To further elucidate how the CDK pathways affect intracellular transport, we performed time-lapse imaging experiments to visualize transporting SVPs in DA9 in vivo. We found that there are numerous small RAB-3 puncta in the axonal segment between the cell body and the dorsal synaptic domain (Figure 6A). These dim puncta are often motile during imaging sessions that last up to a minute, unlike synaptic RAB-3 puncta that remain stable over several days (data not shown). These motile RAB-3 puncta are missing from the axon in unc-104 mutants, suggesting that trafficking utilizes the same molecular motor as the synaptic vesicles. Hence, we hypothesize that these small puncta represent motile SVPs during axonal transport.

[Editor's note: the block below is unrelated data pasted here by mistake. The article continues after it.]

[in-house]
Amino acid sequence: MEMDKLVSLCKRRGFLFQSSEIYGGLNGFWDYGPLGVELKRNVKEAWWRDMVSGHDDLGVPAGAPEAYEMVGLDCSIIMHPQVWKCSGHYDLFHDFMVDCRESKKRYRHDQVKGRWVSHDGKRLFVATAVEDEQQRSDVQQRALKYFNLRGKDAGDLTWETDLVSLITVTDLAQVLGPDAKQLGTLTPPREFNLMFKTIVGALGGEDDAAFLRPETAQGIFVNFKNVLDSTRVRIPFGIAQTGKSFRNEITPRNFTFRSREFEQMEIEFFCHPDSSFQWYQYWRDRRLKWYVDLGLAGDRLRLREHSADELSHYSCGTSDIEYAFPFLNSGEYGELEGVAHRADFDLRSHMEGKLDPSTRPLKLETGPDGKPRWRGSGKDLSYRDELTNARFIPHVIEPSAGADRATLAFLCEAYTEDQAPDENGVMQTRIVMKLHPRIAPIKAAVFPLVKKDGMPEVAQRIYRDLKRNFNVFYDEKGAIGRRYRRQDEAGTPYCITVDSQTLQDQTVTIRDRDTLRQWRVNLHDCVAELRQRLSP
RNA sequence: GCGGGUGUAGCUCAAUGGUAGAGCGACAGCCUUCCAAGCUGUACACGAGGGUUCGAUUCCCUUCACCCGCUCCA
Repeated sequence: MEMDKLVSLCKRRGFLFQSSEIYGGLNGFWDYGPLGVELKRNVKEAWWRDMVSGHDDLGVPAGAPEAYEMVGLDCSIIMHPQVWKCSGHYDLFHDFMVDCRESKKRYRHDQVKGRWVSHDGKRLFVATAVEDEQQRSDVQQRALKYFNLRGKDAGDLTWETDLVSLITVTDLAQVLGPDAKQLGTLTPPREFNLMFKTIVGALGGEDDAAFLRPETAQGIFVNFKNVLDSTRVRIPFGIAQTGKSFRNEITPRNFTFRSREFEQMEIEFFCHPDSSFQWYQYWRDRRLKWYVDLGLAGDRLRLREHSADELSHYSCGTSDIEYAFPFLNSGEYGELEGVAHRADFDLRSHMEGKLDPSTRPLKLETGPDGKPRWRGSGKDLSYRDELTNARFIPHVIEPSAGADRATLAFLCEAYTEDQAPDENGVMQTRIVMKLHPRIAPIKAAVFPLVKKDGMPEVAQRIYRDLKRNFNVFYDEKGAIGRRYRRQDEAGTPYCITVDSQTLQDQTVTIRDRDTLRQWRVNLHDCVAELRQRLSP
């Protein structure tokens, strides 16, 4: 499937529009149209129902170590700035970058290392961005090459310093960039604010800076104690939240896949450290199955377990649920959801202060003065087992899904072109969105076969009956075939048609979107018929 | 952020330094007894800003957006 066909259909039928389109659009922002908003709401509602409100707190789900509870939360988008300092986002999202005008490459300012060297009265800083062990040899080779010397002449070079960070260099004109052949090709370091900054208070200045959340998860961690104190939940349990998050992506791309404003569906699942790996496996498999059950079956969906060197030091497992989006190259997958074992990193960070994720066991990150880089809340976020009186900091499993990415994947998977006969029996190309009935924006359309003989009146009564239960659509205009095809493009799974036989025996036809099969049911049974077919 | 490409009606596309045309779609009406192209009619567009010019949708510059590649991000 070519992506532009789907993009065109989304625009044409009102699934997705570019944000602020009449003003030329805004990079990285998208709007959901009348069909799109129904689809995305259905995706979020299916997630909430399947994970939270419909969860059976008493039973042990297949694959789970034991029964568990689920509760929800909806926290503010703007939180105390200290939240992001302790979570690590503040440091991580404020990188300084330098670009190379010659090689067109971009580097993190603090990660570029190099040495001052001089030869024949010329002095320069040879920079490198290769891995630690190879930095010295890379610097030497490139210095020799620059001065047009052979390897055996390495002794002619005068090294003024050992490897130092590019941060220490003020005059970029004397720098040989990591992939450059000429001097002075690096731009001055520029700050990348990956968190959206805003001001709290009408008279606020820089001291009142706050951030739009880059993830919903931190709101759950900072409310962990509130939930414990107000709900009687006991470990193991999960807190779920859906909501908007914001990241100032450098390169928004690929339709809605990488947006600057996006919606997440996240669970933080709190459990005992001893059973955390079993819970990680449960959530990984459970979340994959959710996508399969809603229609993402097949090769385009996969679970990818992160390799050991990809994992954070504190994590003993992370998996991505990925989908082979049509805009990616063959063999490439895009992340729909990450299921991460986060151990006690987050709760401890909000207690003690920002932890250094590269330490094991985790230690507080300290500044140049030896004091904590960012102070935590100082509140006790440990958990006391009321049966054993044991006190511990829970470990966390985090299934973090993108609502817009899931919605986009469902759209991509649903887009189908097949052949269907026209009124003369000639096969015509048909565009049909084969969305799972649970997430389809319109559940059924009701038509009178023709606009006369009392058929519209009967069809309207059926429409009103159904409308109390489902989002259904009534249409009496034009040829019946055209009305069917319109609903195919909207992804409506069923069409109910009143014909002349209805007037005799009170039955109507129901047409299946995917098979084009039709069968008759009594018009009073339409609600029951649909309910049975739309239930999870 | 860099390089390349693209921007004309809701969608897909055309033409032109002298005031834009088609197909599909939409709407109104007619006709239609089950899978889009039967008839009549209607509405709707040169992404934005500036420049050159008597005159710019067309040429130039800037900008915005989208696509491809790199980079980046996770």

Time-lapse imaging experiments were performed on the dorsal asynaptic segment of the axon immediately proximal to the synaptic region of DA9 (Figure 6A-C). Measurements in wild-type animals revealed that 76% of the movements are toward the distal axon (anterograde), while 24% of the moving events are retrograde. The average speed of anterograde events is 1.9 μm/s, similar to the speed of dense core vesicles measured in vivo in C. elegans (Zahn et al., 2004). The average speed of the retrograde movements is 2.3 μm/s, similar to the speed of the retrograde motor dynein in living Dictyostelium cells (Ma and Chisholm, 2002). In order to understand if UNC-104 mediates anterograde movements, we measured the speed of anterograde events in a hypomorphic allele unc-104(e1265wy565). We found that only the speed of anterograde movements, but not retrograde events, is drastically reduced, suggesting that UNC-104 mediates anterograde movements (Figure 6D).